Page load speed became a Google ranking factor in April 2010. If you consider that Google wants their users to have the best experience using their search engine, then you understand why it’s important for your site to load fast. Consider your customer; if your site is loading slowly, you are losing customers and conversions. Here are more stats on the impact a slow site has on your business by KissMetrics.

“Gary Illyes from Google said at the Search Marketing Summit today in Sydney that Google will be updating the page speed ranking factor to specifically look at the page speed of your mobile pages when it comes to the mobile-friendly algorithm.” – Search Engine Land

Source: Online Graduate Programs

Use: testmysite.thinkwithgoogle.com to see what your page load speed score is. If you have a speed of 85 or higher (1-100 scale), you are in their ‘good’ category. Anything less, you need to improve your page load speed.

When you run your test, you’ll get information on your site speed, how it compares with other sites in your industry and recommended fixes to make your site load faster.

Source: ThinkWithGoogle

4. Facebook Open Graph

Implementing Facebook Open Graph on your site allows you to control what a shared piece of content looks like. You’re actually enabling your web page to become a rich object in a social graph. This tool is easy to implement and only requires a small piece of code in your HTML.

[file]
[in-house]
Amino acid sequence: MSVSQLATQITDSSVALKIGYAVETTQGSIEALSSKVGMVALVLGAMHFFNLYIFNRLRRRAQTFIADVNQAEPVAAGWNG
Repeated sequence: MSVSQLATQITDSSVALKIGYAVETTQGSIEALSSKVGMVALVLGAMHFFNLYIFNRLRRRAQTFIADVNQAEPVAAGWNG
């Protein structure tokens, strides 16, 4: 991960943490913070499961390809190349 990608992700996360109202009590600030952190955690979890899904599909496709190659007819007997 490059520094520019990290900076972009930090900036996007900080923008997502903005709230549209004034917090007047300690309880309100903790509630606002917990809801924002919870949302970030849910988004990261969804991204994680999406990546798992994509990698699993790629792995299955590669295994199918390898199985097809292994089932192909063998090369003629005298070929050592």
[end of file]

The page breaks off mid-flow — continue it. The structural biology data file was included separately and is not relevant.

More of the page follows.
The three basic open graph tags you can use:

  • og:title: Allows you to define the title of the post. If you don’t use this, Facebook will use your meta title instead. There is no limit to the number of characters in your title but for best results you should stay between 60-90.
  • og:description: Similar to the meta description tag in your HTML, this is the description that shows below your title on the shared post. You want this to be compelling so the user will engage with your content. We also recommend a call-to-action in the description.
  • og:image: Use this tag to help your content stand out. A strong image will get the user’s attention. Choose an image with this tag or Facebook will choose one for you.

Using Facebook Open Graph is easy if you’re using a CMS, and the tags will be assigned automatically. There are many tags available, not just the three shown above. To see the entire list, click here.

Open Graph Examples

5.Responsive design

According to netmarketshare.com, Google ‘owns’ search on phones and tablets (95.67% market share YTD), and recently announced that Google is splitting their search index into 2 parts: mobile and desktop. The mobile version of the index will be more dynamic with more frequent updates than the desktop version. It will be the primary index that Google will use for search queries. This separate index will allow the Google bot to crawl the responsive/mobile version of your website and index it accordingly. The goal is to deliver better mobile-optimized content to searchers.